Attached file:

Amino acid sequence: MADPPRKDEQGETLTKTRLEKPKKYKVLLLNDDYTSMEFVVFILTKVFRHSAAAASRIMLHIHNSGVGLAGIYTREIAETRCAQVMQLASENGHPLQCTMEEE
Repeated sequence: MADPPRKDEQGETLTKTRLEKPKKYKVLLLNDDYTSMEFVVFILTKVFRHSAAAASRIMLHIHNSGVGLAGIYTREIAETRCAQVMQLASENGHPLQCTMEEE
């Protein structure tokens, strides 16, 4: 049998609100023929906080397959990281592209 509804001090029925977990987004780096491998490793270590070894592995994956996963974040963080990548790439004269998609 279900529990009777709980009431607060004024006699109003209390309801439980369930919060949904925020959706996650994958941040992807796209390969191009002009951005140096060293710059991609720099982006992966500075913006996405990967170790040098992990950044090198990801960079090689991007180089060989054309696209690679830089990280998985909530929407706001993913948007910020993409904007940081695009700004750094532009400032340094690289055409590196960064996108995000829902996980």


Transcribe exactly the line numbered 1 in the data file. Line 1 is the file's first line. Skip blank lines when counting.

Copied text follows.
Amino acid sequence: MADPPRKDEQGETLTKTRLEKPKKYKVLLLNDDYTSMEFVVFILTKVFRHSAAAASRIMLHIHNSGVGLAGIYTREIAETRCAQVMQLASENGHPLQCTMEEE